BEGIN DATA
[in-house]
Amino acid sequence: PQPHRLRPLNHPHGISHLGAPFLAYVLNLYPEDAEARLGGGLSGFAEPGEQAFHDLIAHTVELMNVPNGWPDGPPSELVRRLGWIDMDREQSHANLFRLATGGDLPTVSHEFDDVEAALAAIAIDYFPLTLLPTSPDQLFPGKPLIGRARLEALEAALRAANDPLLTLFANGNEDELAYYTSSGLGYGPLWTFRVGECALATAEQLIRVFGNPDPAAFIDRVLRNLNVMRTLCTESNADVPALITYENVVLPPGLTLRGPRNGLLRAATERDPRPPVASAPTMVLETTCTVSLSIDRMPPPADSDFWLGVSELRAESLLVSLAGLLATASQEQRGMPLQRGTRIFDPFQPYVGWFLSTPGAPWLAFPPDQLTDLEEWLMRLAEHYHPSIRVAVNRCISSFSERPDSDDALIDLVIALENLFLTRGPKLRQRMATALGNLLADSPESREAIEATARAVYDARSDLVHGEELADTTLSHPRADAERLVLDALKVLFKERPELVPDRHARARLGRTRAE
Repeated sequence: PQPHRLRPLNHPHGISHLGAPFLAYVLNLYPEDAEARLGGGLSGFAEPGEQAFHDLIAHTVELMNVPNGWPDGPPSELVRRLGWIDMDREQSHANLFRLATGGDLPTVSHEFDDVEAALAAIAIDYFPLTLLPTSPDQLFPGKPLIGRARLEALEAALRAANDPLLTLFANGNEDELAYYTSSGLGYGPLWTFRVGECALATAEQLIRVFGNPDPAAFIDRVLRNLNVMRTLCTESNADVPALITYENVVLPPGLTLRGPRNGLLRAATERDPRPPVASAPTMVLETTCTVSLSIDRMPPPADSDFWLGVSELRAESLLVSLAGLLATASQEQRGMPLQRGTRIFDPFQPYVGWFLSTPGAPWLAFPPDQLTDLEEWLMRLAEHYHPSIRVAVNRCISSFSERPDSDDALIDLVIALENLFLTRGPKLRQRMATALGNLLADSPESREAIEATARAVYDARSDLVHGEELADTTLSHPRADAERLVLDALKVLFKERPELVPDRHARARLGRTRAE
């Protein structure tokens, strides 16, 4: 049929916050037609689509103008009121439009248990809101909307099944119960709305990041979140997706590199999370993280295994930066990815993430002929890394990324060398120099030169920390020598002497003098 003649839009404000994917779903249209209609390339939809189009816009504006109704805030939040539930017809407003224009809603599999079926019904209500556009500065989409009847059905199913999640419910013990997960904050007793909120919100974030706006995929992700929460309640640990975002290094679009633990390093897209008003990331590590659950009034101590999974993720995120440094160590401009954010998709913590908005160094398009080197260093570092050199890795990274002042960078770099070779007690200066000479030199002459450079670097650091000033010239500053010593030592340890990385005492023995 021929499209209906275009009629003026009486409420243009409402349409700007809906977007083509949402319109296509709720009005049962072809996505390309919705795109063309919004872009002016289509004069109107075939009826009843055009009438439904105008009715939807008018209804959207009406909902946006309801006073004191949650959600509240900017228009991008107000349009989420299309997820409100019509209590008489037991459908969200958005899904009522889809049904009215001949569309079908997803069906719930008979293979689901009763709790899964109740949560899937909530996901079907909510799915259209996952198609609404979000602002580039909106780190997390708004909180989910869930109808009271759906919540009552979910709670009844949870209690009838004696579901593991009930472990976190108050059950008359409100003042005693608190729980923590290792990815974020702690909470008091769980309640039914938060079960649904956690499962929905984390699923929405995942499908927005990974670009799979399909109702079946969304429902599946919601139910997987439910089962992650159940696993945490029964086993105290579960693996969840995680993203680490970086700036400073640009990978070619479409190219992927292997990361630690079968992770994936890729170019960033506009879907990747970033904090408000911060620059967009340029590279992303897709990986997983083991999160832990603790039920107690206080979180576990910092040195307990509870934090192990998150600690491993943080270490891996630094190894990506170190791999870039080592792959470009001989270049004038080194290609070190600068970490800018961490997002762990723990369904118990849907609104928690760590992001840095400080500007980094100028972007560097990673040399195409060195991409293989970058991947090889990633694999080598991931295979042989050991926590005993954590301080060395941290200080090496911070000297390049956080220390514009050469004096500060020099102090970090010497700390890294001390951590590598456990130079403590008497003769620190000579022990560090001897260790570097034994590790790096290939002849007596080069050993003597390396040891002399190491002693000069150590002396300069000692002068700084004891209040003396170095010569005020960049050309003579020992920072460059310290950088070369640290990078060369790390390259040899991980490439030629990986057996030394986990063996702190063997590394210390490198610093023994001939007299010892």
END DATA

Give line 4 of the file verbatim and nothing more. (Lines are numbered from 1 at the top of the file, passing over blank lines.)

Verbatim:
């Protein structure tokens, strides 16, 4: 049929916050037609689509103008009121439009248990809101909307099944119960709305990041979140997706590199999370993280295994930066990815993430002929890394990324060398120099030169920390020598002497003098 003649839009404000994917779903249209209609390339939809189009816009504006109704805030939040539930017809407003224009809603599999079926019904209500556009500065989409009847059905199913999640419910013990997960904050007793909120919100974030706006995929992700929460309640640990975002290094679009633990390093897209008003990331590590659950009034101590999974993720995120440094160590401009954010998709913590908005160094398009080197260093570092050199890795990274002042960078770099070779007690200066000479030199002459450079670097650091000033010239500053010593030592340890990385005492023995 021929499209209906275009009629003026009486409420243009409402349409700007809906977007083509949402319109296509709720009005049962072809996505390309919705795109063309919004872009002016289509004069109107075939009826009843055009009438439904105008009715939807008018209804959207009406909902946006309801006073004191949650959600509240900017228009991008107000349009989420299309997820409100019509209590008489037991459908969200958005899904009522889809049904009215001949569309079908997803069906719930008979293979689901009763709790899964109740949560899937909530996901079907909510799915259209996952198609609404979000602002580039909106780190997390708004909180989910869930109808009271759906919540009552979910709670009844949870209690009838004696579901593991009930472990976190108050059950008359409100003042005693608190729980923590290792990815974020702690909470008091769980309640039914938060079960649904956690499962929905984390699923929405995942499908927005990974670009799979399909109702079946969304429902599946919601139910997987439910089962992650159940696993945490029964086993105290579960693996969840995680993203680490970086700036400073640009990978070619479409190219992927292997990361630690079968992770994936890729170019960033506009879907990747970033904090408000911060620059967009340029590279992303897709990986997983083991999160832990603790039920107690206080979180576990910092040195307990509870934090192990998150600690491993943080270490891996630094190894990506170190791999870039080592792959470009001989270049004038080194290609070190600068970490800018961490997002762990723990369904118990849907609104928690760590992001840095400080500007980094100028972007560097990673040399195409060195991409293989970058991947090889990633694999080598991931295979042989050991926590005993954590301080060395941290200080090496911070000297390049956080220390514009050469004096500060020099102090970090010497700390890294001390951590590598456990130079403590008497003769620190000579022990560090001897260790570097034994590790790096290939002849007596080069050993003597390396040891002399190491002693000069150590002396300069000692002068700084004891209040003396170095010569005020960049050309003579020992920072460059310290950088070369640290990078060369790390390259040899991980490439030629990986057996030394986990063996702190063997590394210390490198610093023994001939007299010892």